I recently heard about Kindle MatchBook and my first thought was is this a good thing for indie authors or not? Well, it didn’t take too much for me to conclude that there doesn’t seem to be much of a downside to this program (unlike KDP Select, but more on that below), at least for indie authors.
Indie Authors – What is Kindle MatchBook?
Ah, great question. Kindle MatchBook is Amazon’s latest program for publishers and authors, and it’s a pretty simple concept. If you buy a paperback book from Amazon, you can now purchase the Kindle ebook version at a discount. The cool thing about this is that Amazon is promising that even if you bought a book from Amazon years ago, you can still get the ebook now at a discount. Russ Grandinetti, VP of Kindle Content, says:
If you logged onto your CompuServe account during the Clinton administration and bought a book like Men Are from Mars, Women Are from Venus from Amazon, Kindle MatchBook now makes it possible for that purchase—18 years later—to be added to your Kindle library at a very low cost.
You can go as far back as 1995 for those books.
Indie Authors – What’s The Kindle MatchBook Downside?
For readers, the downside is that publishers (or we indie authors) have to sign up for the program. So that means if the publisher of Men Are from Mars, Women Are from Venus doesn’t enroll in the program, you don’t get that ebook at a discount. In September, only about ten thousand titles are available, so at this point it doesn’t sound like many of the big publishers have jumped on board (is anyone surprised by this :)). Some say this will erode the perceived value of ebooks (readers won’t pay full price for an ebook when they have the paperback), and that it will help the legacy publishers. But will it help indie authors?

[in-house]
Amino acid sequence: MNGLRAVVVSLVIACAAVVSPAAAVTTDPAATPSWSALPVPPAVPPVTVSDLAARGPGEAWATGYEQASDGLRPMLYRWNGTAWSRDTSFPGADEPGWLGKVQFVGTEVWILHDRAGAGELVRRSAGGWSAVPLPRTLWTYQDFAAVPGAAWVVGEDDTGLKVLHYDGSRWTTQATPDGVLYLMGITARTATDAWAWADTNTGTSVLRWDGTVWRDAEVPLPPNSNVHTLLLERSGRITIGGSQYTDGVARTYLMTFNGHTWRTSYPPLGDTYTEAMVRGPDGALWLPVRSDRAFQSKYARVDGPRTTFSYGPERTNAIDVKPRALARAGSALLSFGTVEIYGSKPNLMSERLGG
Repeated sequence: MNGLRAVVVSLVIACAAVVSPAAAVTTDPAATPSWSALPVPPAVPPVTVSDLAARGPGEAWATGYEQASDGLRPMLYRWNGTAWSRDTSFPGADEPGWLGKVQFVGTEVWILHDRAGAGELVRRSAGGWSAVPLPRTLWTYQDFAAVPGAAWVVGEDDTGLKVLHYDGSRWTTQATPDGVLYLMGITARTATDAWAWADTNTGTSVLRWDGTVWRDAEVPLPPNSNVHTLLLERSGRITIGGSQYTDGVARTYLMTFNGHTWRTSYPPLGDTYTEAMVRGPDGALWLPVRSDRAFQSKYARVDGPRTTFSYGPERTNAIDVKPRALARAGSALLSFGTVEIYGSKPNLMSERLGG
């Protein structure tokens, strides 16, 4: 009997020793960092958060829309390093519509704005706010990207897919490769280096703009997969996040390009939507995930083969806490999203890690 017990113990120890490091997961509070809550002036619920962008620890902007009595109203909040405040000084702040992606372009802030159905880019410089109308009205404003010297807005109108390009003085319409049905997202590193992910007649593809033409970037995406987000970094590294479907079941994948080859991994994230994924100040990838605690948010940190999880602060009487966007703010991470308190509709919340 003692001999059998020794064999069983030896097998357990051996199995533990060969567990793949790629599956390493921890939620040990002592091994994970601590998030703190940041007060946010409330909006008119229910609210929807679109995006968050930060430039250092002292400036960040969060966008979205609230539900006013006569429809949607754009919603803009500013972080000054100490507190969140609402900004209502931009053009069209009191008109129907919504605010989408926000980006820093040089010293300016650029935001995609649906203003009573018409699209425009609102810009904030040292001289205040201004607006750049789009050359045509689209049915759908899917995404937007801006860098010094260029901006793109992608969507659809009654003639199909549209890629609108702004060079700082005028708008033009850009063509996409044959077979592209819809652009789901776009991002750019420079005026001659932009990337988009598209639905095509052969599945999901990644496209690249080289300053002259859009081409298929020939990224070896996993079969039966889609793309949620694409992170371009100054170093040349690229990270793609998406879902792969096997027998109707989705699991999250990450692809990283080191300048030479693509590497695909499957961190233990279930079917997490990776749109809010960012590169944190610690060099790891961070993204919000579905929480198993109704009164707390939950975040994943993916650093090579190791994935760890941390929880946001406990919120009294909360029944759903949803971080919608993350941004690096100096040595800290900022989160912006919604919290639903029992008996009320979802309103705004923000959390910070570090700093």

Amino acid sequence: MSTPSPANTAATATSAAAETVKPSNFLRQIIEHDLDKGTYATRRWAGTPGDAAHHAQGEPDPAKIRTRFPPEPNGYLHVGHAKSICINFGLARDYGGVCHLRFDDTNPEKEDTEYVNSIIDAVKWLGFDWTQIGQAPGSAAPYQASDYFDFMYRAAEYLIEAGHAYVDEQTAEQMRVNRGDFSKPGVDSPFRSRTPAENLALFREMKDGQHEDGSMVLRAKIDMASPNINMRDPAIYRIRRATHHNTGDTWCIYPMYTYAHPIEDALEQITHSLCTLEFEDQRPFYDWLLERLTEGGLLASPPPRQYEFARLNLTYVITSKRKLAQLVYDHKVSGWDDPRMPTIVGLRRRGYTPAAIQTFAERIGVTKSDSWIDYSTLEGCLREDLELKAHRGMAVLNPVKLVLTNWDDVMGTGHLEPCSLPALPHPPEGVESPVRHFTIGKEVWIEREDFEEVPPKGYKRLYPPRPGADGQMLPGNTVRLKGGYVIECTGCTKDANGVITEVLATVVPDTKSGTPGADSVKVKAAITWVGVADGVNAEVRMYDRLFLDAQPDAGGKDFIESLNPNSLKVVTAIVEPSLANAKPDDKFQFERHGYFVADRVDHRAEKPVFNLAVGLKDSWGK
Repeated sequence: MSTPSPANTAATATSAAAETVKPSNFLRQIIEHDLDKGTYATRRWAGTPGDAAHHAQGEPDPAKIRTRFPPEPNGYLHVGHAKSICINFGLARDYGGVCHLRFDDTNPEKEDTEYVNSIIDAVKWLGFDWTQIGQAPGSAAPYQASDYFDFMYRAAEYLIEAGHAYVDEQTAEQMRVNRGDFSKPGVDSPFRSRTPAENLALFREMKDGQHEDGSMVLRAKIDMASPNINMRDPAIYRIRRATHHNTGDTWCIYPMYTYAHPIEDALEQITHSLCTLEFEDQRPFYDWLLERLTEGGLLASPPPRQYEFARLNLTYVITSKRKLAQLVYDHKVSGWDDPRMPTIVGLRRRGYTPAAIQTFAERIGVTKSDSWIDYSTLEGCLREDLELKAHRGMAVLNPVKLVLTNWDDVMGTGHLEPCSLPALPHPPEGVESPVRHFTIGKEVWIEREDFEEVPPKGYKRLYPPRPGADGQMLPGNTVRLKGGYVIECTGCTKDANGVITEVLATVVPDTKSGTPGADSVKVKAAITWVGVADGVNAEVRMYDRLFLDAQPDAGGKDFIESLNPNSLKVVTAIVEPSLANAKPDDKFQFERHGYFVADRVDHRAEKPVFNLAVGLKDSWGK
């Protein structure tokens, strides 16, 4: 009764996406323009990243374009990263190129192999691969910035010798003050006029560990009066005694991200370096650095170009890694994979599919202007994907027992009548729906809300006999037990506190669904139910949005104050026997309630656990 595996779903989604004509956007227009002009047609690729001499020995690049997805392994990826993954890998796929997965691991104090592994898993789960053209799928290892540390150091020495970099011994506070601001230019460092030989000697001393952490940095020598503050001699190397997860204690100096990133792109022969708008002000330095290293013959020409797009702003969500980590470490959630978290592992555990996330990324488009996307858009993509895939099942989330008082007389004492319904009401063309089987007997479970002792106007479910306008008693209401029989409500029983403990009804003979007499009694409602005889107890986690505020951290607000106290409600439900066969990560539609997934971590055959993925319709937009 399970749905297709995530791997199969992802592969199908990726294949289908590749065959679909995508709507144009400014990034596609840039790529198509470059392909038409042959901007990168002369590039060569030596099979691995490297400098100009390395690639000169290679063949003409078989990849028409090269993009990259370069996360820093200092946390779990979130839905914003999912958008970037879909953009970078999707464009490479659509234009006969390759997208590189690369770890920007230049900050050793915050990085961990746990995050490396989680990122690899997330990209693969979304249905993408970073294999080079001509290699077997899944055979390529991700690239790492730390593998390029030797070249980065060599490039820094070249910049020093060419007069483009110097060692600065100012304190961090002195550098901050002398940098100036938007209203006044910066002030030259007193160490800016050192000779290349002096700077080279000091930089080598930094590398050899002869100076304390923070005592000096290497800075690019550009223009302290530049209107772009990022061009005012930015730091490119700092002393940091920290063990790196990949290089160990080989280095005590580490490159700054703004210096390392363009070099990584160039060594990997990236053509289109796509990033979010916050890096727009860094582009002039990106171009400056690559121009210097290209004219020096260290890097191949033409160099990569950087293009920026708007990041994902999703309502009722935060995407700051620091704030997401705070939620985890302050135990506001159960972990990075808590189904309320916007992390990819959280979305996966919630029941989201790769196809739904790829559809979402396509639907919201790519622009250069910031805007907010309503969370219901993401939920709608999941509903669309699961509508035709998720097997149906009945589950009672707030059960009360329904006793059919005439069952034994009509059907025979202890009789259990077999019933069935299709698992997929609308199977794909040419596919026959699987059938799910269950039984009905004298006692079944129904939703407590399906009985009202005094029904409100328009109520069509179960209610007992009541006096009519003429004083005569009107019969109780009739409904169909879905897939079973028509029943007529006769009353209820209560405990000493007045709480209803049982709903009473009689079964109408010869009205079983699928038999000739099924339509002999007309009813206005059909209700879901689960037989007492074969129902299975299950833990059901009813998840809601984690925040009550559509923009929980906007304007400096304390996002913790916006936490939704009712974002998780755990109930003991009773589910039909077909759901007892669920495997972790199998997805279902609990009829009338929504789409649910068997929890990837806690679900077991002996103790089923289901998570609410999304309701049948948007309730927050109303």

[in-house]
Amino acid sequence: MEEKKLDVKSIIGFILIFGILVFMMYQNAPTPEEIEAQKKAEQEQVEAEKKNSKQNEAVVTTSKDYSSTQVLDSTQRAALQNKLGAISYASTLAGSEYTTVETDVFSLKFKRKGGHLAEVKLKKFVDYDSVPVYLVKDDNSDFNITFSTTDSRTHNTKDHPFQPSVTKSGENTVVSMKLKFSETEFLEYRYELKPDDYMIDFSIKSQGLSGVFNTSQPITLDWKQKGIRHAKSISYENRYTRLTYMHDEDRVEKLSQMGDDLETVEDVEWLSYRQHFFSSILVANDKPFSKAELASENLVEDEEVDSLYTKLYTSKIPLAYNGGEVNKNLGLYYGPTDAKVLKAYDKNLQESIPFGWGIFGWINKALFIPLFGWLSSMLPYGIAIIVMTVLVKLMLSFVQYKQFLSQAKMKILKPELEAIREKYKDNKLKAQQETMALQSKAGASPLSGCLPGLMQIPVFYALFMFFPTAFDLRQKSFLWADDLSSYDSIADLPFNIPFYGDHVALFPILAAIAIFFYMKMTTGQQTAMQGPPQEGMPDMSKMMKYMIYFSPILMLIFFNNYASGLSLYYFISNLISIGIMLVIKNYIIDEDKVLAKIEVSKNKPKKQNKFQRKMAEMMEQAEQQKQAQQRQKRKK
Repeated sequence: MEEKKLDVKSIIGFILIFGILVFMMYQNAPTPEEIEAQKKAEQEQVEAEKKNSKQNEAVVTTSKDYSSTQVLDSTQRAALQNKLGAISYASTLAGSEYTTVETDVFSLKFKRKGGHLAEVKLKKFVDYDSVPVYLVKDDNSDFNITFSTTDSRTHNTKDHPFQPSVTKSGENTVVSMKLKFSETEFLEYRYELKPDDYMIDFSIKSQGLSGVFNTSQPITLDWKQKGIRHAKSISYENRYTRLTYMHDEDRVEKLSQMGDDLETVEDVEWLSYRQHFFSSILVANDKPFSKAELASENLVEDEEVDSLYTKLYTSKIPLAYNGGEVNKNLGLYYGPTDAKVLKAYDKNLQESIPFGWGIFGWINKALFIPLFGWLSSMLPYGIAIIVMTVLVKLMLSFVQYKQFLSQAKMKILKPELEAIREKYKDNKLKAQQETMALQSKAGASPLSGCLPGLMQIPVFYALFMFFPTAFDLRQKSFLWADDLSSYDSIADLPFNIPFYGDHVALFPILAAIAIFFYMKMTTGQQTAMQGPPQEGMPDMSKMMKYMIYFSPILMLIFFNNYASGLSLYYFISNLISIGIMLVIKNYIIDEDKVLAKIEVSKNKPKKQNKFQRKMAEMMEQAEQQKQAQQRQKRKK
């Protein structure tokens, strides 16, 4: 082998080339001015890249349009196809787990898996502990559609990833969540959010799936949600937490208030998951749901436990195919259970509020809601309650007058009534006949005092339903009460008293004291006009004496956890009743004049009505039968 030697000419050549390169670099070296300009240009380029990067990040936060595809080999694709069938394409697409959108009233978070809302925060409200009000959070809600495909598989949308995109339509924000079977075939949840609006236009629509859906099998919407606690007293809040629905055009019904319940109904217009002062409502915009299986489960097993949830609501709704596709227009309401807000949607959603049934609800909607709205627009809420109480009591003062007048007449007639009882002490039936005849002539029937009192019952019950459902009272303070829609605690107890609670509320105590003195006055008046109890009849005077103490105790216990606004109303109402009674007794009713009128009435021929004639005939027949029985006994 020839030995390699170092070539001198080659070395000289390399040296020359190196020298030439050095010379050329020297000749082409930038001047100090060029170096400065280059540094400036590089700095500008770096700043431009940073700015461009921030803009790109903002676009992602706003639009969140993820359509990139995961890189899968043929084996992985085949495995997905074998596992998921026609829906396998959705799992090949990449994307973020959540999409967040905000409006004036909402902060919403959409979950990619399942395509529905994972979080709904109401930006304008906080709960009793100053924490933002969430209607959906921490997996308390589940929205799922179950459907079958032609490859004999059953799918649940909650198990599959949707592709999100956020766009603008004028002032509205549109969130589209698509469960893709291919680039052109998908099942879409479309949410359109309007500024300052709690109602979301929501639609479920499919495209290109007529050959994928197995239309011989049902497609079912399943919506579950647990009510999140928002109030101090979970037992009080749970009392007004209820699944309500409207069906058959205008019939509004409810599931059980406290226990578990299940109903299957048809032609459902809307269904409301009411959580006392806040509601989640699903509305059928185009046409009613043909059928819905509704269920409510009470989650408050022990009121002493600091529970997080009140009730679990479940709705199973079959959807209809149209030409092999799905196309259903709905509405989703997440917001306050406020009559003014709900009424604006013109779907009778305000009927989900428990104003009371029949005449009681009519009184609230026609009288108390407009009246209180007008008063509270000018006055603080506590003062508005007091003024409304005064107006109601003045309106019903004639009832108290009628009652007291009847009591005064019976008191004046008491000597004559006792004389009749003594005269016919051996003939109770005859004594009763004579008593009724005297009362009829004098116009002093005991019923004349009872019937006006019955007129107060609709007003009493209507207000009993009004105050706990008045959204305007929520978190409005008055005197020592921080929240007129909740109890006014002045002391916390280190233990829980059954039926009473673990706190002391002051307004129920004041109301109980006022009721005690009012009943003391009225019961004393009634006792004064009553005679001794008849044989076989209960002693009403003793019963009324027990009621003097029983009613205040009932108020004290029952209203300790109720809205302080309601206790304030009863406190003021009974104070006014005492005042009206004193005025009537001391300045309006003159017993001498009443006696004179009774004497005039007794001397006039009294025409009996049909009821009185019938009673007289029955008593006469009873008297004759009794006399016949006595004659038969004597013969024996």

Indie Authors – Does Kindle MatchBook Help Us?
Amazon already bundles ebooks and audiobooks, so why not paperbacks and ebooks? And yeah, maybe it hurts the big publishers…I don’t know. But for a little publisher like myself, I don’t see a downside. Sure, you have to be selling through Kindle Direct Publishing, but most of us are. And Amazon is not asking for exclusivity, like with KDP Select, so I can be enrolled in the program and still sell my books elsewhere. Ebooks do have to be discounted at least 50%, but keep in mind that I would’ve just sold a paperback edition. And the royalties I make on the paperbacks are about the same, or more, than for the ebooks, so even if I’m discounting the ebook, I’ll make more money because I’m getting the royalties for both. How is this a bad thing? I don’t see it.
And Amazon could end up driving more sales. As Nate Hoffelder says:
It’s much more likely that Amazon is going to use the program to selectively suggest ebook sales based on one’s Amazon order history. I wouldn’t be surprised if I started getting emails from Amazon telling me I can get a $3 Kindle edition of past paper books purchases. They’ll be using it just like they used the $10 ebook – to tempt me into buying more ebooks.
Getting more sales – isn’t that what we want? I enrolled all my books where I have both ebooks and paperback editions. I don’t expect to see a huge uptick in sales, but we’ll see. And I’ll be sure to let you know what I learn about this program.
What do you think? Have you enrolled? What are your thoughts?